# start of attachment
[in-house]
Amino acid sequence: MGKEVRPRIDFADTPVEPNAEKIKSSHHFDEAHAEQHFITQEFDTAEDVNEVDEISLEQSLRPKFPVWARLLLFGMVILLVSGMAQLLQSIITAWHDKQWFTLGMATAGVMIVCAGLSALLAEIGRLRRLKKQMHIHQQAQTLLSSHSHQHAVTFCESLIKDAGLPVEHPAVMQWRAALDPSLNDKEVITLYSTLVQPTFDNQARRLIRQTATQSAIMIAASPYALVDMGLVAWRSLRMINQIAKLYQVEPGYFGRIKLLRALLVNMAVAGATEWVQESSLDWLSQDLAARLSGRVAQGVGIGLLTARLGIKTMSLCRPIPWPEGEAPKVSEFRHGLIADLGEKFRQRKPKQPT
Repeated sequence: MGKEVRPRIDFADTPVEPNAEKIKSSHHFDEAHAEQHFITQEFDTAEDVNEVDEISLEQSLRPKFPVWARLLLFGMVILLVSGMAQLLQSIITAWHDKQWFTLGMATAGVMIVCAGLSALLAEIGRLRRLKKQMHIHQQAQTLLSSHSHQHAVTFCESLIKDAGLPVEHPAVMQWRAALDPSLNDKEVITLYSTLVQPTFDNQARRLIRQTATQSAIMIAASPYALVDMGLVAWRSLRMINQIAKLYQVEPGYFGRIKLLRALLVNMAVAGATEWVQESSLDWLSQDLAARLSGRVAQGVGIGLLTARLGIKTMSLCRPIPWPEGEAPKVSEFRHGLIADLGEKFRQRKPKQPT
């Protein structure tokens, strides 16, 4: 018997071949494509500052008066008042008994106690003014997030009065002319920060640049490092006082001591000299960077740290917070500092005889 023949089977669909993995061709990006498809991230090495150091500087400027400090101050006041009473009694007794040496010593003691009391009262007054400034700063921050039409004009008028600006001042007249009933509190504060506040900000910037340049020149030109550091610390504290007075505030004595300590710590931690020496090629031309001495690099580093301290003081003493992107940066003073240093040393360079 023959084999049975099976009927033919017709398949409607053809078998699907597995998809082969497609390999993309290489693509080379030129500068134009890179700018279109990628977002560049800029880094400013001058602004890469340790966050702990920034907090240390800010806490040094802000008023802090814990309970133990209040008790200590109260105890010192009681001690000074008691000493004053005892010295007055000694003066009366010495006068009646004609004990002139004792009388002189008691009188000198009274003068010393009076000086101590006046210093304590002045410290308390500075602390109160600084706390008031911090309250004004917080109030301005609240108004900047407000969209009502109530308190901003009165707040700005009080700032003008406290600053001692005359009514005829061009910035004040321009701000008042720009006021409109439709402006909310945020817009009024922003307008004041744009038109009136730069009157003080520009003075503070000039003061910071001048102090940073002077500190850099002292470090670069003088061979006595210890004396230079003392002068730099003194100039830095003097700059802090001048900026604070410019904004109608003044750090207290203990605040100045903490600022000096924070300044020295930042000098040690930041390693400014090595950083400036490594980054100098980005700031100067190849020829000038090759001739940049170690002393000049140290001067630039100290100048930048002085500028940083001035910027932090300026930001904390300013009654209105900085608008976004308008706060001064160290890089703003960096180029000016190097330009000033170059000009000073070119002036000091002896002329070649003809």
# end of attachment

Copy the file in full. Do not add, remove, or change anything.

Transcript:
[in-house]
Amino acid sequence: MGKEVRPRIDFADTPVEPNAEKIKSSHHFDEAHAEQHFITQEFDTAEDVNEVDEISLEQSLRPKFPVWARLLLFGMVILLVSGMAQLLQSIITAWHDKQWFTLGMATAGVMIVCAGLSALLAEIGRLRRLKKQMHIHQQAQTLLSSHSHQHAVTFCESLIKDAGLPVEHPAVMQWRAALDPSLNDKEVITLYSTLVQPTFDNQARRLIRQTATQSAIMIAASPYALVDMGLVAWRSLRMINQIAKLYQVEPGYFGRIKLLRALLVNMAVAGATEWVQESSLDWLSQDLAARLSGRVAQGVGIGLLTARLGIKTMSLCRPIPWPEGEAPKVSEFRHGLIADLGEKFRQRKPKQPT
Repeated sequence: MGKEVRPRIDFADTPVEPNAEKIKSSHHFDEAHAEQHFITQEFDTAEDVNEVDEISLEQSLRPKFPVWARLLLFGMVILLVSGMAQLLQSIITAWHDKQWFTLGMATAGVMIVCAGLSALLAEIGRLRRLKKQMHIHQQAQTLLSSHSHQHAVTFCESLIKDAGLPVEHPAVMQWRAALDPSLNDKEVITLYSTLVQPTFDNQARRLIRQTATQSAIMIAASPYALVDMGLVAWRSLRMINQIAKLYQVEPGYFGRIKLLRALLVNMAVAGATEWVQESSLDWLSQDLAARLSGRVAQGVGIGLLTARLGIKTMSLCRPIPWPEGEAPKVSEFRHGLIADLGEKFRQRKPKQPT
């Protein structure tokens, strides 16, 4: 018997071949494509500052008066008042008994106690003014997030009065002319920060640049490092006082001591000299960077740290917070500092005889 023949089977669909993995061709990006498809991230090495150091500087400027400090101050006041009473009694007794040496010593003691009391009262007054400034700063921050039409004009008028600006001042007249009933509190504060506040900000910037340049020149030109550091610390504290007075505030004595300590710590931690020496090629031309001495690099580093301290003081003493992107940066003073240093040393360079 023959084999049975099976009927033919017709398949409607053809078998699907597995998809082969497609390999993309290489693509080379030129500068134009890179700018279109990628977002560049800029880094400013001058602004890469340790966050702990920034907090240390800010806490040094802000008023802090814990309970133990209040008790200590109260105890010192009681001690000074008691000493004053005892010295007055000694003066009366010495006068009646004609004990002139004792009388002189008691009188000198009274003068010393009076000086101590006046210093304590002045410290308390500075602390109160600084706390008031911090309250004004917080109030301005609240108004900047407000969209009502109530308190901003009165707040700005009080700032003008406290600053001692005359009514005829061009910035004040321009701000008042720009006021409109439709402006909310945020817009009024922003307008004041744009038109009136730069009157003080520009003075503070000039003061910071001048102090940073002077500190850099002292470090670069003088061979006595210890004396230079003392002068730099003194100039830095003097700059802090001048900026604070410019904004109608003044750090207290203990605040100045903490600022000096924070300044020295930042000098040690930041390693400014090595950083400036490594980054100098980005700031100067190849020829000038090759001739940049170690002393000049140290001067630039100290100048930048002085500028940083001035910027932090300026930001904390300013009654209105900085608008976004308008706060001064160290890089703003960096180029000016190097330009000033170059000009000073070119002036000091002896002329070649003809």